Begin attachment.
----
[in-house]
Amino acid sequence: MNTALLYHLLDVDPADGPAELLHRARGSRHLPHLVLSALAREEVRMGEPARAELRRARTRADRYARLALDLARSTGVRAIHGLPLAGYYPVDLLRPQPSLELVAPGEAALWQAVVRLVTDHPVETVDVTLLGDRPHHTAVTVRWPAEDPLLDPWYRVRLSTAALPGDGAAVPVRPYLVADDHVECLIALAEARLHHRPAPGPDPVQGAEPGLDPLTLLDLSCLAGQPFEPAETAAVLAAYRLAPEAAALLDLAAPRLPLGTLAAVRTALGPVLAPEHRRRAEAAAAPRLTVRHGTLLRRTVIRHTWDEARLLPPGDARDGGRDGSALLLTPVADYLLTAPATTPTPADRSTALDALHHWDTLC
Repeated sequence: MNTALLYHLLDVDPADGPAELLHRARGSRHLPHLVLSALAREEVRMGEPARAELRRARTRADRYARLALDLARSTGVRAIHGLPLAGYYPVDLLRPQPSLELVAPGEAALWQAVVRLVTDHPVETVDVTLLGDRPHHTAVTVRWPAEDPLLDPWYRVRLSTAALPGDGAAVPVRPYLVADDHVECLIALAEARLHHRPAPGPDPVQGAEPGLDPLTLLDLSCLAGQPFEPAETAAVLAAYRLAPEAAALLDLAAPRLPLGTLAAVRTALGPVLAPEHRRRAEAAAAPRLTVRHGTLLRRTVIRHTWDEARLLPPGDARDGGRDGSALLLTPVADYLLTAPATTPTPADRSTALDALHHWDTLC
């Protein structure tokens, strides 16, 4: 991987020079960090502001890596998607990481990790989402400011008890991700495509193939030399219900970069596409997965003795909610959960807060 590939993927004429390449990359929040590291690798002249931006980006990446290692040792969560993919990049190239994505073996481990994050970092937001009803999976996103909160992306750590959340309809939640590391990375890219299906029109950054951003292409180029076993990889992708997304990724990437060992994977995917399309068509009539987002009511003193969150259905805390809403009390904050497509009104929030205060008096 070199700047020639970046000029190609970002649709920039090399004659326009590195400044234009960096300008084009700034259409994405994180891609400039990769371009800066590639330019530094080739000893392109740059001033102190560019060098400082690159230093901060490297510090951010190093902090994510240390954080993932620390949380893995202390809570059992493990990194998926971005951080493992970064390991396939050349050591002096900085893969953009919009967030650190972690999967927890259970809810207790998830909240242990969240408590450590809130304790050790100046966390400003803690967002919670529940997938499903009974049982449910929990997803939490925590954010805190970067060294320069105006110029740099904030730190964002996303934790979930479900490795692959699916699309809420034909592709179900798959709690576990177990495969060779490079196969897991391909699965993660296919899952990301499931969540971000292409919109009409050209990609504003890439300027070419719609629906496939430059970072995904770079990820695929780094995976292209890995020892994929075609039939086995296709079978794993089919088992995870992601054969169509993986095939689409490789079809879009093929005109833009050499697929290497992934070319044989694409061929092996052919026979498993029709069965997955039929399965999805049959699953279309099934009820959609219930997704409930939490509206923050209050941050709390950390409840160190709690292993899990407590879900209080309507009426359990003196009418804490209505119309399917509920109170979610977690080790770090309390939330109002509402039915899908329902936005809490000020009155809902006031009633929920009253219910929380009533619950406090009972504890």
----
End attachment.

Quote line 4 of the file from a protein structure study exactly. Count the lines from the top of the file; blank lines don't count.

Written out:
């Protein structure tokens, strides 16, 4: 991987020079960090502001890596998607990481990790989402400011008890991700495509193939030399219900970069596409997965003795909610959960807060 590939993927004429390449990359929040590291690798002249931006980006990446290692040792969560993919990049190239994505073996481990994050970092937001009803999976996103909160992306750590959340309809939640590391990375890219299906029109950054951003292409180029076993990889992708997304990724990437060992994977995917399309068509009539987002009511003193969150259905805390809403009390904050497509009104929030205060008096 070199700047020639970046000029190609970002649709920039090399004659326009590195400044234009960096300008084009700034259409994405994180891609400039990769371009800066590639330019530094080739000893392109740059001033102190560019060098400082690159230093901060490297510090951010190093902090994510240390954080993932620390949380893995202390809570059992493990990194998926971005951080493992970064390991396939050349050591002096900085893969953009919009967030650190972690999967927890259970809810207790998830909240242990969240408590450590809130304790050790100046966390400003803690967002919670529940997938499903009974049982449910929990997803939490925590954010805190970067060294320069105006110029740099904030730190964002996303934790979930479900490795692959699916699309809420034909592709179900798959709690576990177990495969060779490079196969897991391909699965993660296919899952990301499931969540971000292409919109009409050209990609504003890439300027070419719609629906496939430059970072995904770079990820695929780094995976292209890995020892994929075609039939086995296709079978794993089919088992995870992601054969169509993986095939689409490789079809879009093929005109833009050499697929290497992934070319044989694409061929092996052919026979498993029709069965997955039929399965999805049959699953279309099934009820959609219930997704409930939490509206923050209050941050709390950390409840160190709690292993899990407590879900209080309507009426359990003196009418804490209505119309399917509920109170979610977690080790770090309390939330109002509402039915899908329902936005809490000020009155809902006031009633929920009253219910929380009533619950406090009972504890």